by Llewellyn Pridham

I appreciate the honour of being invited to write a Foreword to this little book – the history of a Club with which I was closely associated for several years. A wealth of information has been accumulated between the covers, and is woven into a sea-salty story which should have a wide appeal.
When the proofs were put into my hands I was unable to set them down again until I had turned the last page. I found the story most absorbing, and the breezy touch with which the facts have been put down contributes to its readability.
Dr. Palgrave Simpson, as you will read, launched the first Sailing Club in Weymouth. I can remember this popular Physician in his later years, driving along the Esplanade, seated in his gleaming brougham, behind a cockaded coachman and a pair of spanking greys. From his day until the beginning of the Second World War the whole tale is here. The reader will soon become aware of odd characters, strange craft, angry letters, furious protests, earnest Committee Meetings, races in all types of weather; and the hard-won recognition of lady membership.
It is not so very long ago since our masculine selves forbade the fairer sex to enter the Club buildings -‘the females’ being looked upon with suspicion if not alarm! I can well remember the acrimonious debate which took place to decide whether they should be invited to the Annual Dinner. Yet these gracious ladies now wield a power to be reckoned with, and Lord knows what authority is exerted behind the scenes!
I wonder do Club members realise the extent of their good fortune in being admitted to such a fraternity of the sea? One has only to enter the Club premises to be charmed by the cordial and friendly atmosphere; people are there to sail, and all of like mind are welcome. And how conveniently the Club is placed, in the centre of the harbour area, yet within fifty yards of a car park, with boats so accessible that it is almost possible to board them straight off the quay wall. Moreover, a member can be afloat at any time-o’-day, regardless of tide tables – the harbour never dries out! This is a dispensation of Providence which is only realised when neighbouring clubs are visited, their programmes being dependent upon times of high and low water.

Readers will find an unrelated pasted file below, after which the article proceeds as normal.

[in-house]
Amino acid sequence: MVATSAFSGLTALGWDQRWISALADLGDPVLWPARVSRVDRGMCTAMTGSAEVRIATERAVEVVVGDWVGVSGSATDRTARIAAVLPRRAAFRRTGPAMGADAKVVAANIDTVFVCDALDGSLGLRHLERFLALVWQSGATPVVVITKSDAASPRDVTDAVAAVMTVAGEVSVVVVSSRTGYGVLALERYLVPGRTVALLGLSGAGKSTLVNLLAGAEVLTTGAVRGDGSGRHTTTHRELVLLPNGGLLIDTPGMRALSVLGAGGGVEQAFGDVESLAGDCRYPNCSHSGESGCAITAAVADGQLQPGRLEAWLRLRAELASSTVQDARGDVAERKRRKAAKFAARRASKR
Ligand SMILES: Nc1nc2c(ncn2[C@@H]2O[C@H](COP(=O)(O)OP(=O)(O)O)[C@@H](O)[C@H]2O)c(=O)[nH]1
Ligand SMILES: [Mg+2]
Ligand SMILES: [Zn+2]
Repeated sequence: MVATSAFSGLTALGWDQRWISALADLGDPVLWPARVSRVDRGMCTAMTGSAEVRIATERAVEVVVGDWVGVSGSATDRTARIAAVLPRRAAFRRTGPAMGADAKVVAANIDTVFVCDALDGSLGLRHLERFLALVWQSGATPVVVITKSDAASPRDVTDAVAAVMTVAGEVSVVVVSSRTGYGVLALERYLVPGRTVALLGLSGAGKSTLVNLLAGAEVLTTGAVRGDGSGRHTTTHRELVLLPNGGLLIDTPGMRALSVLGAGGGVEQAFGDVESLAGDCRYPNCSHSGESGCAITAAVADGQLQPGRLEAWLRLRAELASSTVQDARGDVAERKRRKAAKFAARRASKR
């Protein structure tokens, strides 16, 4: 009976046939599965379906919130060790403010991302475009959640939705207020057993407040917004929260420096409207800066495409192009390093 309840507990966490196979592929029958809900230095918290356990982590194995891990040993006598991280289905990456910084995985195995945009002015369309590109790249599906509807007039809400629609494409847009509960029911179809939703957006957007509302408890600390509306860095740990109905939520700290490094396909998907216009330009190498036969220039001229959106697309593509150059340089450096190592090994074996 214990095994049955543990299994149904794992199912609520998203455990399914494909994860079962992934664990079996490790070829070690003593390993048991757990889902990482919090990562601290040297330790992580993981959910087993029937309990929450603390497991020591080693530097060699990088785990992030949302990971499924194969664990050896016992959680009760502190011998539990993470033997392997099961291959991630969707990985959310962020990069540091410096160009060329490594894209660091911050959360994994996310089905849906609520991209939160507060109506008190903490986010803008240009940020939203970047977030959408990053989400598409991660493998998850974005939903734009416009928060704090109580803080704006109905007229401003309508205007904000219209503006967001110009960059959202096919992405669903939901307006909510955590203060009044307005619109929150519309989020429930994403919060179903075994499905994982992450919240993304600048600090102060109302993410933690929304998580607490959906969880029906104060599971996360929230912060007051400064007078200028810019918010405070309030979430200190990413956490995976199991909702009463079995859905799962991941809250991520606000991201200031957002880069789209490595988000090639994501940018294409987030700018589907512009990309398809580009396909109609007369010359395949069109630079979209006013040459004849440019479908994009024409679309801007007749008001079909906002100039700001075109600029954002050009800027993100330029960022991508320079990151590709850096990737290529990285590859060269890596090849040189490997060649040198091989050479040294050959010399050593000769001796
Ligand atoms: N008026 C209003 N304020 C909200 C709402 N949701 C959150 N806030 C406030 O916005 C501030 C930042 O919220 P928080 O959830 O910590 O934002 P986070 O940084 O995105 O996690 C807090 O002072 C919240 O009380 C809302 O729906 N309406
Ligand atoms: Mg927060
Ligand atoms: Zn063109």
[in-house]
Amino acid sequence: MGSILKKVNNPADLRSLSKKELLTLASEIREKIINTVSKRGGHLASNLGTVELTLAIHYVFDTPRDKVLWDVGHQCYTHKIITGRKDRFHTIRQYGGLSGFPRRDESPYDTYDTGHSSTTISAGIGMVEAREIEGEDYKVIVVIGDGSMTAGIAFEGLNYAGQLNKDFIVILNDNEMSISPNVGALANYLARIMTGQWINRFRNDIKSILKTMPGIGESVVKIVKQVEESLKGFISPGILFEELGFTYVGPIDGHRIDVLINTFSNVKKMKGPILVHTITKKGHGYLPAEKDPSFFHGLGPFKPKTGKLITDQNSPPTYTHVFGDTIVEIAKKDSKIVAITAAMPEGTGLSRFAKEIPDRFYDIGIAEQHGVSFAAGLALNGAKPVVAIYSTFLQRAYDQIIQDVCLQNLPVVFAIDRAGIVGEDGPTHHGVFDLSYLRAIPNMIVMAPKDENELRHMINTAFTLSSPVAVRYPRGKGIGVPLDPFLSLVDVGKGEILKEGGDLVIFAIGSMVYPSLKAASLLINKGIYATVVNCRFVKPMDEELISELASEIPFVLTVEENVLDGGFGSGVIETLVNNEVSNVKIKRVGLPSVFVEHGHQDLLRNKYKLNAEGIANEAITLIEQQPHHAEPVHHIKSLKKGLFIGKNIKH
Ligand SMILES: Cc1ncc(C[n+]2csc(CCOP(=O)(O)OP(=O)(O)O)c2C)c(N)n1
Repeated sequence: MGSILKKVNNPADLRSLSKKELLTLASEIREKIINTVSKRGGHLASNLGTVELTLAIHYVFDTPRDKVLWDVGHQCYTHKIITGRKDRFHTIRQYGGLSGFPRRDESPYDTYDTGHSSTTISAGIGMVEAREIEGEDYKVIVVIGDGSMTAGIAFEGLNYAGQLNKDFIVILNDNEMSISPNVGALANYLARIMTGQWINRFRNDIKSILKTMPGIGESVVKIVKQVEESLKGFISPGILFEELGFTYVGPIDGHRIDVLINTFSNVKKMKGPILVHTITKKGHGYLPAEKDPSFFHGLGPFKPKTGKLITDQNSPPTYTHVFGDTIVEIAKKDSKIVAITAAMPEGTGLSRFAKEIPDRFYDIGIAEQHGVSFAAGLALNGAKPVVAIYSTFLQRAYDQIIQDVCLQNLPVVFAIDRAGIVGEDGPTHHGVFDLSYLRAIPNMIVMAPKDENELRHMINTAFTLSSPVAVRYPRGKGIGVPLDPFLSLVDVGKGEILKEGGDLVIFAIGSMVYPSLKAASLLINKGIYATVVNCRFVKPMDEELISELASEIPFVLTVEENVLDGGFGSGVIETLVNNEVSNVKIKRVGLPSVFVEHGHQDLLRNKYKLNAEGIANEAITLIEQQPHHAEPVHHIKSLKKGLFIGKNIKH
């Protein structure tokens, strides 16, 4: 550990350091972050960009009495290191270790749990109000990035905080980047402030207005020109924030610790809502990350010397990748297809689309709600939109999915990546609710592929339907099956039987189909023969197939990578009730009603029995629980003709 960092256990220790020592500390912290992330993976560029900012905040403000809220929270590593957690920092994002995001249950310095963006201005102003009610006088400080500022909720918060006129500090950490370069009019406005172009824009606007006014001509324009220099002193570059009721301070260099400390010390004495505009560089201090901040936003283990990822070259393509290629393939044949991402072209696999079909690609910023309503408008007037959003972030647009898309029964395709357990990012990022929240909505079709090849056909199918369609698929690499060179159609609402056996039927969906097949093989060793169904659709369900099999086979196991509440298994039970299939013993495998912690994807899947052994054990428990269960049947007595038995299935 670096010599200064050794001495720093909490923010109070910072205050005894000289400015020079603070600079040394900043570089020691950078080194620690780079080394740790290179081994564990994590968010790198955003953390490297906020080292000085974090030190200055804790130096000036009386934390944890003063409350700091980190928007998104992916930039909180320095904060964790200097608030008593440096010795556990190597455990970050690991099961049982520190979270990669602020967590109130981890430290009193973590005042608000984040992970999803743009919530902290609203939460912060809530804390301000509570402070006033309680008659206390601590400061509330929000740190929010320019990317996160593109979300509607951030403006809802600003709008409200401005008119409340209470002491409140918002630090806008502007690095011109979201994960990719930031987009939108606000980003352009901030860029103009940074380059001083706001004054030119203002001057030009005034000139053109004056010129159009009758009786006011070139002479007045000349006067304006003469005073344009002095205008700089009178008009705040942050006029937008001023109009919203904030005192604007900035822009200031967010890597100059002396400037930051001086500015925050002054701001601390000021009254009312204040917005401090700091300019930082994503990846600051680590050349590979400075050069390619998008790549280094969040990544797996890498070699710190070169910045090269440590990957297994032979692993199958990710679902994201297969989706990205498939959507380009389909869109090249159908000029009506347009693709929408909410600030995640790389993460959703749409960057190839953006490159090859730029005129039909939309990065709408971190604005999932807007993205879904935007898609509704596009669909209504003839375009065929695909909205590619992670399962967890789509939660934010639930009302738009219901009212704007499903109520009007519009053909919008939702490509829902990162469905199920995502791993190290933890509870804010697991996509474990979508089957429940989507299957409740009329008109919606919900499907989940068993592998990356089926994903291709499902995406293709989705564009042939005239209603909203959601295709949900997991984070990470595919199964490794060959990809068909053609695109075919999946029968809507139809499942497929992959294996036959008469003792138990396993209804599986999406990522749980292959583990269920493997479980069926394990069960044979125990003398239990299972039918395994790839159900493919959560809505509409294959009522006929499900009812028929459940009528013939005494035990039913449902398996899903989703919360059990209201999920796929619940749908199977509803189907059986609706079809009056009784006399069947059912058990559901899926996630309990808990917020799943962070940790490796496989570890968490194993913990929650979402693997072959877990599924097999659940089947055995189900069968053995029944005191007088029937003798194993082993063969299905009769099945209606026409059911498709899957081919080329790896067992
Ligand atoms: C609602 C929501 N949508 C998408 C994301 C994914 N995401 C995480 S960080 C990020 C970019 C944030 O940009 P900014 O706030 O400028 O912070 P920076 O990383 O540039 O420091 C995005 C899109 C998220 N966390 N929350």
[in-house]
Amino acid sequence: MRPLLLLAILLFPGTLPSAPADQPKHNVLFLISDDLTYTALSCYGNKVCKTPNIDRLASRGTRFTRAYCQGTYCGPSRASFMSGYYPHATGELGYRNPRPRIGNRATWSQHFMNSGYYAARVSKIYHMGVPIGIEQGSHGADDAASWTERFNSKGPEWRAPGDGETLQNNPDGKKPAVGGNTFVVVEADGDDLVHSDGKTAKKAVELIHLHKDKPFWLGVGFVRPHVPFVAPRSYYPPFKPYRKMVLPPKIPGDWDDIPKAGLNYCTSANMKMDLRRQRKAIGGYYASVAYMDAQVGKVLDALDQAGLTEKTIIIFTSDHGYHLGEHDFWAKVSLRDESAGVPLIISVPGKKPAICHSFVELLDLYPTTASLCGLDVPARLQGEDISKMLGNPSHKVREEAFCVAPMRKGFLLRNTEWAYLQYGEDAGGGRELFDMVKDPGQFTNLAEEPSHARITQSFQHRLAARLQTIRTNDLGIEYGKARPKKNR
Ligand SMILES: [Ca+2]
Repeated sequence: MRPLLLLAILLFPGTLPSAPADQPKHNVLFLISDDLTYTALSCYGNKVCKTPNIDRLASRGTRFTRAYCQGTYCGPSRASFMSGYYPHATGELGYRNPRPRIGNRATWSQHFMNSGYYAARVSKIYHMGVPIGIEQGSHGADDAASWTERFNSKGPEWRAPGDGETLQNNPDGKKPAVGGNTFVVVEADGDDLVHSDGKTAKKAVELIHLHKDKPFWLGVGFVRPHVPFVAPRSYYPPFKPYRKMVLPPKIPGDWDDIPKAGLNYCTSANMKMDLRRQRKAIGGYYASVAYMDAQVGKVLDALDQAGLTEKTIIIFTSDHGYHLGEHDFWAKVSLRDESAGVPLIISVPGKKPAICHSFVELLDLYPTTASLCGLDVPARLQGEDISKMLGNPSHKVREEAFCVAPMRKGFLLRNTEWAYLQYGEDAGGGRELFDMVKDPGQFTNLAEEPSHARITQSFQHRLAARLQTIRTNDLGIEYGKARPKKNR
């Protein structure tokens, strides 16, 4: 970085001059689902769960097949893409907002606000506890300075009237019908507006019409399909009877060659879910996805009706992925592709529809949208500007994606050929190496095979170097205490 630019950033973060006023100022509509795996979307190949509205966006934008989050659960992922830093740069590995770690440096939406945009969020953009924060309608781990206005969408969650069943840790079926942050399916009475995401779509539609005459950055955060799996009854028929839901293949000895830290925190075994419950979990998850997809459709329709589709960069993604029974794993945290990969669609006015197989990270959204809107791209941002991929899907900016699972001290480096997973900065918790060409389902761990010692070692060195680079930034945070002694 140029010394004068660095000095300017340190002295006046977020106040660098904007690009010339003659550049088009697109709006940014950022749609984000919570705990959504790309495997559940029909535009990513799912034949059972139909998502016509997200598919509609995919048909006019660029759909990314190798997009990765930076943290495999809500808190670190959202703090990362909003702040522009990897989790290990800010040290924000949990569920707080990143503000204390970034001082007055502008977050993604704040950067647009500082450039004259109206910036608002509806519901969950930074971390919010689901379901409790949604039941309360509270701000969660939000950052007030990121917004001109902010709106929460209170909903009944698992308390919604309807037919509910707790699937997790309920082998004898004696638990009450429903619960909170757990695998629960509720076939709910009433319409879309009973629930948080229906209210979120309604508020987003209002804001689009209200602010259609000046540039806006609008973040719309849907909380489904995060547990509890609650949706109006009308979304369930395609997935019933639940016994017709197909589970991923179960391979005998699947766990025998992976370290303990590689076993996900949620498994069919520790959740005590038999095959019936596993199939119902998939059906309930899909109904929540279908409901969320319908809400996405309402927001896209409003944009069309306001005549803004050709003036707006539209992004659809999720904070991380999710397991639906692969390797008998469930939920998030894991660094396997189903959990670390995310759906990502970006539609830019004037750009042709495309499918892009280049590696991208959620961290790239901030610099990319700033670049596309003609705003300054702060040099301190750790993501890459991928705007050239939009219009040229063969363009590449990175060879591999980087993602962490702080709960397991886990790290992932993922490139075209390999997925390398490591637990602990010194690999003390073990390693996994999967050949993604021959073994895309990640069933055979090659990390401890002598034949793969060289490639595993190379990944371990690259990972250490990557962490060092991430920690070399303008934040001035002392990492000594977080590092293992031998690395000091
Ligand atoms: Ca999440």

Then how sheltered are the moorings, protected from the four winds by the tree-covered Nothe on one side, by Georgian terraces on the other, and most probably by a Jersey boat looming gigantic in the narrow harbour. While outside ‘the haven under the hill’ stretches one of the finest pieces of water for yacht racing round the shores of Britain, the Bay being protected by chalk cliffs to the northward, the town to the westward, and the massive rock of Portland with its breakwaters to the southward. The Bay is only unpleasant when the wind blows from the east, creating a horrid popple more sea-sick-making than dangerous.
Yachting is often quoted as ‘the sport of Kings’, but the tricky art of small boat sailing is the sport of poor men too. And what better small boat could one want than a FALCON? Ideal craft for their purpose, cheap to keep in the water, easy to scrub, Bermuda rig, no falals, and able to stand up to any reasonable weather when crewed with three to sit ’em up.
Even in our most optimistic moods we never dreamed when launching the first batch in 1927 – my SPARROWHAWK first of all – that nearly fifty of these little ships would come off the stocks in the next twenty-five years, or that twenty-four would ever be available to take part in a single event. The finding of new names must be quite a problem, all possible falconidae having apparently been used, including such bizarre ones as Katabella, Crecerelle, and Chhil, and such a tongue twister as Iolaire. The other day I discovered a new one – Falconet – and doubtless others will be forthcoming to take their places in the ranks of fame.
In this book the Club now possesses a record of its career from the very beginning. The compilation of these facts and their conversion into literature has, no doubt, been a source of pleasure to the gifted author, but nevertheless, we members are indebted to Jim Hayes for a job of work which has been admirably performed, skill and strategy with the tiller-hand having been transferred to navigation with the pen.